I said above that there’s not usually a timetable with an asset play, but that’s not quite the case with Gresham House. Its managers have decided they can’t make its brand of property investing work in shareholders’ favour in the current climate, so rather refreshingly they’ve decided to liquidate the portfolio and return all cash to shareholders. Recent full-year results put basic net assets at 427p per share, compared to a mid-price of £2.82 as I write. There’s a horribly wide spread, which could see you pay £2.95. On that basis there’s a 30% discount to NAV, or a gain of 44.5% in maybe one to three years. Management will still be drawing expenses, however, which could reduce the NAV; set against that a recent disposal went above book value.
Ticker: HAN / HANA
This is a similar deal to Caledonia – a big and old family-founded investment trust that is trading on a steep discount despite a very good long term record. Hansa was at least beating its benchmark over the latest six month period it officially reported to investors, though admittedly that takes us all the way back to September 2011. Its portfolio is more straightforward than Caledonia’s, except that roughly 40% is in one listed company, Ocean Wilsons (Ticker: OCN), a Brazilian tug operator that has its own emerging market portfolio. According to Trustnet, Hansa’s non-voting shares are on a 25% discount.
Jellybook Limited is a cash shell that raised money last year to buy into a social network company. It has yet to make its investment, and as of 31 December 2011 it was sitting on £10.5 million in cash, against a market cap of £7.45 million as I write. That means there’s a near-30% discount on cash here – and cash is cash. Of course the manager plans to pump the money into a currently unknown company that I think is unlikely to be bought cheap, though with Facebook shares declining perhaps the shine has come off the sector. In any event, in the dotcom days (when the manager was also active) a shell like this might have traded at a premium. Despite the discount on cash it’s probably the highest risk of all these shares, as we have no idea where the money will go.
Another very high risk share, this backer of wind turbine projects is suffering from multiple simultaneous reasons for its discount: It’s a little understood VCT, it’s horribly illiquid, a couple of its investments have been written down to near-zero, management has changed – oh, and the wind didn’t blow so much in the UK in the past couple of years, making potential investors lairy of the historical data. Other less cultured blogs would use a colourful term for multiple adults enjoying sexual relations at once to describe this confluence of negative influences, but I’ll just call it the group hug from hell. The bottom line is that the shares are trading at a 37% discount to a marked-down NAV. The potential catalyst for change is that new management says it’s cleaned the stables, and now hopes to deliver a dividend of 3.5p a year for the next three years, rising to 4p to 6p within five years. A disastrous foray into non-wind energy means its original investors will probably never see the 6p to 8p annual payout first targeted, and the high TER means there’s little chance of NAV growth, but a nimble nibble might secure a long-term tax-free income of around 10%. Ventus 1 shares once traded (ludicrously) at a premium to NAV, but I’d personally only invest from here in the hope of perpetual junk bond-like income.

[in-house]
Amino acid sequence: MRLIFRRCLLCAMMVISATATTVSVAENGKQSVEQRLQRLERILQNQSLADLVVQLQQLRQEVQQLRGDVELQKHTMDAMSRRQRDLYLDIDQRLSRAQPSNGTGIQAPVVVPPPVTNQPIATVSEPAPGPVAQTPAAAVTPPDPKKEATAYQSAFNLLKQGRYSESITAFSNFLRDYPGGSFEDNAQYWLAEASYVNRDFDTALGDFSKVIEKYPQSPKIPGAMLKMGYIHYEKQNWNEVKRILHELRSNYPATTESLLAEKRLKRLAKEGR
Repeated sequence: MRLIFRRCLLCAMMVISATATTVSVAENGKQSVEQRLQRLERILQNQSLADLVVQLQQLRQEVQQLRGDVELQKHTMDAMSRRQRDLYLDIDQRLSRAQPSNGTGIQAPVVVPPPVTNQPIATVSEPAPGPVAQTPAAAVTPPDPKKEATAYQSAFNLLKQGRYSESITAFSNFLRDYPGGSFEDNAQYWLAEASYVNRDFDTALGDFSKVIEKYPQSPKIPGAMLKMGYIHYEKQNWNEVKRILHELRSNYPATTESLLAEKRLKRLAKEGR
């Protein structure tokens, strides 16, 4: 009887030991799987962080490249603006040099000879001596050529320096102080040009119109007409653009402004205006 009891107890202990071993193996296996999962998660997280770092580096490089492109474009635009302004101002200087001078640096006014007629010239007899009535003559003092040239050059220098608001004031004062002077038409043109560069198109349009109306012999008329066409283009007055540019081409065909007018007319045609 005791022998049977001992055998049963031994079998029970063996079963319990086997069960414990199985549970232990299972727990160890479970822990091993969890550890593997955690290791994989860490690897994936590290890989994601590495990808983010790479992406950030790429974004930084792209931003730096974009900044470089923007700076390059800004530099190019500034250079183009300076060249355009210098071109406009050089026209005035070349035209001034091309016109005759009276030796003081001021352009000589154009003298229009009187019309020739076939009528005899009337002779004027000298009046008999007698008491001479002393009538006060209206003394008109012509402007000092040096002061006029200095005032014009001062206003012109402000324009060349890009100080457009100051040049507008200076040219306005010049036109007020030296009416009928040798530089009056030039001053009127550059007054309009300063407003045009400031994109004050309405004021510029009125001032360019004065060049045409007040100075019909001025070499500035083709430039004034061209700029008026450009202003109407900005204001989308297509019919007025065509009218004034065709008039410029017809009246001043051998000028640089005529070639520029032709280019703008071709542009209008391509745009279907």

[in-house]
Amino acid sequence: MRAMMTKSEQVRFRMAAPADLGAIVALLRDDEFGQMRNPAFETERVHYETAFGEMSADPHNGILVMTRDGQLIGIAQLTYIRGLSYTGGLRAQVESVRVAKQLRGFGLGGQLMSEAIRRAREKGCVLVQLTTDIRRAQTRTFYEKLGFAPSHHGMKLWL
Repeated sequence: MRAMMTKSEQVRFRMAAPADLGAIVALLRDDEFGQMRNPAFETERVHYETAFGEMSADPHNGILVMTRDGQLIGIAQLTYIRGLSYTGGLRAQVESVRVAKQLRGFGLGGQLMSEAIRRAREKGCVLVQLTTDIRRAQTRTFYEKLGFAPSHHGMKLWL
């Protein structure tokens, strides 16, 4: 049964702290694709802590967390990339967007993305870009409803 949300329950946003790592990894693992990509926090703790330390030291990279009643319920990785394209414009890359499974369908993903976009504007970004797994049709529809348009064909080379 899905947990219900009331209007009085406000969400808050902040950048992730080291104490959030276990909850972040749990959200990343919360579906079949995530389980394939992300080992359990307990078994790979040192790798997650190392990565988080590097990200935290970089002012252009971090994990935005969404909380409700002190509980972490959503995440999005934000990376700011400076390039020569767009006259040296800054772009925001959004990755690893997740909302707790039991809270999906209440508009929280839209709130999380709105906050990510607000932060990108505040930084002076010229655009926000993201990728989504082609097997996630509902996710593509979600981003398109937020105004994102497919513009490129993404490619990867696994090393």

Note: As I write I own shares in Caledonia Investments and Ventus 2, and may or may not buy or sell shares in all these companies. I take no responsibility for any decisions you make as a result of this post – read my disclaimer and do your own research. Remember most people will do better investing passively.
- Note that Trustnet uses an estimated NAV figure. For greater confidence when buying into a discounted trust, you need to wait until the company issues an up-to-date NAV, and then time your purchase accordingly. [↩]